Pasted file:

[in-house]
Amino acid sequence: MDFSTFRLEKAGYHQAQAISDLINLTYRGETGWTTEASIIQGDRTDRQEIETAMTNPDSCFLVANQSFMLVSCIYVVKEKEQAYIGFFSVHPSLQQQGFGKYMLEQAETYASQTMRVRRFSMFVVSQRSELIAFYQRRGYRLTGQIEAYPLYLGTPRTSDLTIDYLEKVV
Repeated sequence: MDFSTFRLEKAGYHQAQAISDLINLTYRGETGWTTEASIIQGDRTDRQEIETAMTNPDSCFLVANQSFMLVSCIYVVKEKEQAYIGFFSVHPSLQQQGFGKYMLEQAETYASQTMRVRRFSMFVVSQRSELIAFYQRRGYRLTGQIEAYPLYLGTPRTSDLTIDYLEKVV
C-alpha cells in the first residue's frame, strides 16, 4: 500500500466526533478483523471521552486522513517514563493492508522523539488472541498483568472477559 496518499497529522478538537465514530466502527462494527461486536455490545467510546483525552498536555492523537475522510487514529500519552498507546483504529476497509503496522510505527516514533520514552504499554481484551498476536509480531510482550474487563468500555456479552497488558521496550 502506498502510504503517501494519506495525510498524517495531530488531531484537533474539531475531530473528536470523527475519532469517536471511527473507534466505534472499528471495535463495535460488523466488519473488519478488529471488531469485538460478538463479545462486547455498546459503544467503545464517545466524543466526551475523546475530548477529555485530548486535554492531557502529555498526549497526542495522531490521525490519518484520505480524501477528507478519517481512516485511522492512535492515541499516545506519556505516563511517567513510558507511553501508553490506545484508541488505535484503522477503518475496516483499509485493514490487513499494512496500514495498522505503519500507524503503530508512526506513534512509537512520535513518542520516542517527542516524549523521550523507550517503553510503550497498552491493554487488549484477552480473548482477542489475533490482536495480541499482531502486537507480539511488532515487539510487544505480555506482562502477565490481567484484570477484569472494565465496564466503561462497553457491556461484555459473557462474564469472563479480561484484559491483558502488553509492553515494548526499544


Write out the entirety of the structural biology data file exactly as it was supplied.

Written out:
[in-house]
Amino acid sequence: MDFSTFRLEKAGYHQAQAISDLINLTYRGETGWTTEASIIQGDRTDRQEIETAMTNPDSCFLVANQSFMLVSCIYVVKEKEQAYIGFFSVHPSLQQQGFGKYMLEQAETYASQTMRVRRFSMFVVSQRSELIAFYQRRGYRLTGQIEAYPLYLGTPRTSDLTIDYLEKVV
Repeated sequence: MDFSTFRLEKAGYHQAQAISDLINLTYRGETGWTTEASIIQGDRTDRQEIETAMTNPDSCFLVANQSFMLVSCIYVVKEKEQAYIGFFSVHPSLQQQGFGKYMLEQAETYASQTMRVRRFSMFVVSQRSELIAFYQRRGYRLTGQIEAYPLYLGTPRTSDLTIDYLEKVV
C-alpha cells in the first residue's frame, strides 16, 4: 500500500466526533478483523471521552486522513517514563493492508522523539488472541498483568472477559 496518499497529522478538537465514530466502527462494527461486536455490545467510546483525552498536555492523537475522510487514529500519552498507546483504529476497509503496522510505527516514533520514552504499554481484551498476536509480531510482550474487563468500555456479552497488558521496550 502506498502510504503517501494519506495525510498524517495531530488531531484537533474539531475531530473528536470523527475519532469517536471511527473507534466505534472499528471495535463495535460488523466488519473488519478488529471488531469485538460478538463479545462486547455498546459503544467503545464517545466524543466526551475523546475530548477529555485530548486535554492531557502529555498526549497526542495522531490521525490519518484520505480524501477528507478519517481512516485511522492512535492515541499516545506519556505516563511517567513510558507511553501508553490506545484508541488505535484503522477503518475496516483499509485493514490487513499494512496500514495498522505503519500507524503503530508512526506513534512509537512520535513518542520516542517527542516524549523521550523507550517503553510503550497498552491493554487488549484477552480473548482477542489475533490482536495480541499482531502486537507480539511488532515487539510487544505480555506482562502477565490481567484484570477484569472494565465496564466503561462497553457491556461484555459473557462474564469472563479480561484484559491483558502488553509492553515494548526499544